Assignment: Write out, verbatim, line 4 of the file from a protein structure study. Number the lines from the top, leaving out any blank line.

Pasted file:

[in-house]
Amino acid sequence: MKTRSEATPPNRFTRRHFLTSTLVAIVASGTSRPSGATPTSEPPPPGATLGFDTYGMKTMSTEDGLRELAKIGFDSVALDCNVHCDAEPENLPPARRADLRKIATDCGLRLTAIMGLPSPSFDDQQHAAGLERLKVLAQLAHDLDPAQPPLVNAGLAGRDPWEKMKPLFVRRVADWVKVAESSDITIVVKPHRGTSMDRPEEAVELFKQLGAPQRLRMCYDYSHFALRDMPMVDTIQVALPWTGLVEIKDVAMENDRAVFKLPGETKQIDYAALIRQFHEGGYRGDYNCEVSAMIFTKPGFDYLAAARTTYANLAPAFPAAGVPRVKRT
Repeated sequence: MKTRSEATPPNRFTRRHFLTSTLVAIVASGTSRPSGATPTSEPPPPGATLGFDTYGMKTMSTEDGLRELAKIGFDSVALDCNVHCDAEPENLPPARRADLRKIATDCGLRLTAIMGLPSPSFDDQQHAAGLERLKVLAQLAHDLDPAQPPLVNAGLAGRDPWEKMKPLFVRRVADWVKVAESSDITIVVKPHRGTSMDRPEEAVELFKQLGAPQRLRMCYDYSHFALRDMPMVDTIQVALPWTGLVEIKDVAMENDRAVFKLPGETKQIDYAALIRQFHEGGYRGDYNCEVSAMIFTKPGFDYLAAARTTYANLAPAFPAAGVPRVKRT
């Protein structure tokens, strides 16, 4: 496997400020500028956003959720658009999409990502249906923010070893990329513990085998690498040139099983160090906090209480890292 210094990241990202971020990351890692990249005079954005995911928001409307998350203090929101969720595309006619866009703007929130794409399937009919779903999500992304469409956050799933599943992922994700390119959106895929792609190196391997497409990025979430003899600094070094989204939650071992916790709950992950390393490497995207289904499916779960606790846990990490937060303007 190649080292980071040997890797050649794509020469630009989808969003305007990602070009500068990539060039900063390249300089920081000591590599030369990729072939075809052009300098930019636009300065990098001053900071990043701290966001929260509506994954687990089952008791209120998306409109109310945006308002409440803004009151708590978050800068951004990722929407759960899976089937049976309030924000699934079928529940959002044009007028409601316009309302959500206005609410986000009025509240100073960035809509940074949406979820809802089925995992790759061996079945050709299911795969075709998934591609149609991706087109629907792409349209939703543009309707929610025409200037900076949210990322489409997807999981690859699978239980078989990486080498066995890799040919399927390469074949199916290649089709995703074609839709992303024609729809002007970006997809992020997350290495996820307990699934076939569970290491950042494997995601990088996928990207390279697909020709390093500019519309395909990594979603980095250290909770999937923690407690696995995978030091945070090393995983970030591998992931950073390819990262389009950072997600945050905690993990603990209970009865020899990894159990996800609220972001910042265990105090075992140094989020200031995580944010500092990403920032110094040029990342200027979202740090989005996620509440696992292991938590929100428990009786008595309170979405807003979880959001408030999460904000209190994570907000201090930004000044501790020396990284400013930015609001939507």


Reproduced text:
């Protein structure tokens, strides 16, 4: 496997400020500028956003959720658009999409990502249906923010070893990329513990085998690498040139099983160090906090209480890292 210094990241990202971020990351890692990249005079954005995911928001409307998350203090929101969720595309006619866009703007929130794409399937009919779903999500992304469409956050799933599943992922994700390119959106895929792609190196391997497409990025979430003899600094070094989204939650071992916790709950992950390393490497995207289904499916779960606790846990990490937060303007 190649080292980071040997890797050649794509020469630009989808969003305007990602070009500068990539060039900063390249300089920081000591590599030369990729072939075809052009300098930019636009300065990098001053900071990043701290966001929260509506994954687990089952008791209120998306409109109310945006308002409440803004009151708590978050800068951004990722929407759960899976089937049976309030924000699934079928529940959002044009007028409601316009309302959500206005609410986000009025509240100073960035809509940074949406979820809802089925995992790759061996079945050709299911795969075709998934591609149609991706087109629907792409349209939703543009309707929610025409200037900076949210990322489409997807999981690859699978239980078989990486080498066995890799040919399927390469074949199916290649089709995703074609839709992303024609729809002007970006997809992020997350290495996820307990699934076939569970290491950042494997995601990088996928990207390279697909020709390093500019519309395909990594979603980095250290909770999937923690407690696995995978030091945070090393995983970030591998992931950073390819990262389009950072997600945050905690993990603990209970009865020899990894159990996800609220972001910042265990105090075992140094989020200031995580944010500092990403920032110094040029990342200027979202740090989005996620509440696992292991938590929100428990009786008595309170979405807003979880959001408030999460904000209190994570907000201090930004000044501790020396990284400013930015609001939507």